"I see a screw-up coming." John Pomeroy shook his head in disbelief as the rainfall warnings arrived at his research station in southwestern Alberta. Environment Canada had predicted 100 millimetres of rain or more might fall in the Canadian Rockies. And now they were issuing a "high flow advisory, instead of the flood warning" that he fully expected. Where were the clanging alarm bells?… A compelling explanation comes from Jennifer Francis, a research professor at the Institute of Marine and Coastal Sciences at Rutgers University. Because the Arctic regions are heating up faster than any place on earth, she explains, the temperature difference between north and more temperate regions is shrinking… "Theory tells us that a decrease in the west-east flow tends to slow the eastward progression of waves in the jet stream," she says. "Because these waves control the formation and movement of storms, slower wave progression means that weather conditions will be more persistent. In other words, they will seem more "stuck."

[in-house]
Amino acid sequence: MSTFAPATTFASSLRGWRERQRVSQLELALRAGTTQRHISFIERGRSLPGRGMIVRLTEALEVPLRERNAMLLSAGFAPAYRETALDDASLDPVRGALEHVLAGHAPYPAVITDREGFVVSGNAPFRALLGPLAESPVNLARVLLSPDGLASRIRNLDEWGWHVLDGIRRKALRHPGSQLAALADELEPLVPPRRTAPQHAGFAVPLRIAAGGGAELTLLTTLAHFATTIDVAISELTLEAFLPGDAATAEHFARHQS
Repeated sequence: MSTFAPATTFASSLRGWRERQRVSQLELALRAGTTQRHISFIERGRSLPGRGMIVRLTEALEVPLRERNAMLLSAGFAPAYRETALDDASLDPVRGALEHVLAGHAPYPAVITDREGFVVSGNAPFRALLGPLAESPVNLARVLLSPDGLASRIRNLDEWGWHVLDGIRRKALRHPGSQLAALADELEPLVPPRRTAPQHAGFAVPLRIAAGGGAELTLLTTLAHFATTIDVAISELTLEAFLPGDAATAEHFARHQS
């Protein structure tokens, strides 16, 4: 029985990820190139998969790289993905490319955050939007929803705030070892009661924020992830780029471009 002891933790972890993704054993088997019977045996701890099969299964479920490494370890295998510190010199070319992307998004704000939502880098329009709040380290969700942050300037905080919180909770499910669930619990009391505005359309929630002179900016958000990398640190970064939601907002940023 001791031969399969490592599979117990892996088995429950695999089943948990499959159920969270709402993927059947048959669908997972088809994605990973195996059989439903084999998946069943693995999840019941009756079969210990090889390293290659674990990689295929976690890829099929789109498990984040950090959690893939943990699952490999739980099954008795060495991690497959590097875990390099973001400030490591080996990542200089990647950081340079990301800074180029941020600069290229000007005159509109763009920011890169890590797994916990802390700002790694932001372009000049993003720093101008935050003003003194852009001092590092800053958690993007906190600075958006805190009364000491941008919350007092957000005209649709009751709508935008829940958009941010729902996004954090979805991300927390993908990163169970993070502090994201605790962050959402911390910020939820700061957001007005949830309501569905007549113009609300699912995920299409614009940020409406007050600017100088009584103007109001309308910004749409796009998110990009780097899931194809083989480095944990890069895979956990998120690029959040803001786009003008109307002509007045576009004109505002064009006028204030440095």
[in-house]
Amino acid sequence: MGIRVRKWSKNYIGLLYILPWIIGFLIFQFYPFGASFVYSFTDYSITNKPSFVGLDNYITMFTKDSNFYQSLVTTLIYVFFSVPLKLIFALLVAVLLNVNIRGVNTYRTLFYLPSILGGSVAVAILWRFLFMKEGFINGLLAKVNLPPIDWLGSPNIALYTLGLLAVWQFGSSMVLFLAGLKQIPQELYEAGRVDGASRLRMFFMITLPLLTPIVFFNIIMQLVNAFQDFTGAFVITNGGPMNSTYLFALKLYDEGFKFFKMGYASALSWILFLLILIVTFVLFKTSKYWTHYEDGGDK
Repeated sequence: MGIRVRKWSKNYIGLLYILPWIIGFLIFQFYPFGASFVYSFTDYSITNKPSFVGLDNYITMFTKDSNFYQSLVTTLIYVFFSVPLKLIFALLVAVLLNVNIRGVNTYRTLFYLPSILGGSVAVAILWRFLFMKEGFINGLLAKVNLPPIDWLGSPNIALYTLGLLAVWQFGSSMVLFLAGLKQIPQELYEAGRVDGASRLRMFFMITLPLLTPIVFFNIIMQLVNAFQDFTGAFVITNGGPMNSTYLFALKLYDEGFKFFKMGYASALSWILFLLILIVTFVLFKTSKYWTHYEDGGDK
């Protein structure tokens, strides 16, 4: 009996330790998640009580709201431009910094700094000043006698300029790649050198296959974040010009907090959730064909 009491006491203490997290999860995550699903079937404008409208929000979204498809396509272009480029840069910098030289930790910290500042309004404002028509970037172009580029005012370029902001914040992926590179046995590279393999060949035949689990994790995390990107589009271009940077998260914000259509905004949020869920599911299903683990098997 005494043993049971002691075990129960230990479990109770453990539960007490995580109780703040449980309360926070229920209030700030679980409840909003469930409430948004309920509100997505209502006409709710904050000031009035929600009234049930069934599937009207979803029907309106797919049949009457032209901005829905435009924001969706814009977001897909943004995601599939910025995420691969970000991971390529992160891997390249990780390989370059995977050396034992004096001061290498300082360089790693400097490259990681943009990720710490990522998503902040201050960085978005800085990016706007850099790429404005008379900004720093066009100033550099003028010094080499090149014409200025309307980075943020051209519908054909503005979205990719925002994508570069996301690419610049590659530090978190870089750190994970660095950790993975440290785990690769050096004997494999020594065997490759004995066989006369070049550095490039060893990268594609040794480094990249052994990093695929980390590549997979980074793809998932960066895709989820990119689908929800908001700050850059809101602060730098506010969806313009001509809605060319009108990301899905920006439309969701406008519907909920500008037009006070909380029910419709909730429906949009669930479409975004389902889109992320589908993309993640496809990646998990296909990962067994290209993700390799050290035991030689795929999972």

/ / / Bracing for the Next Deluge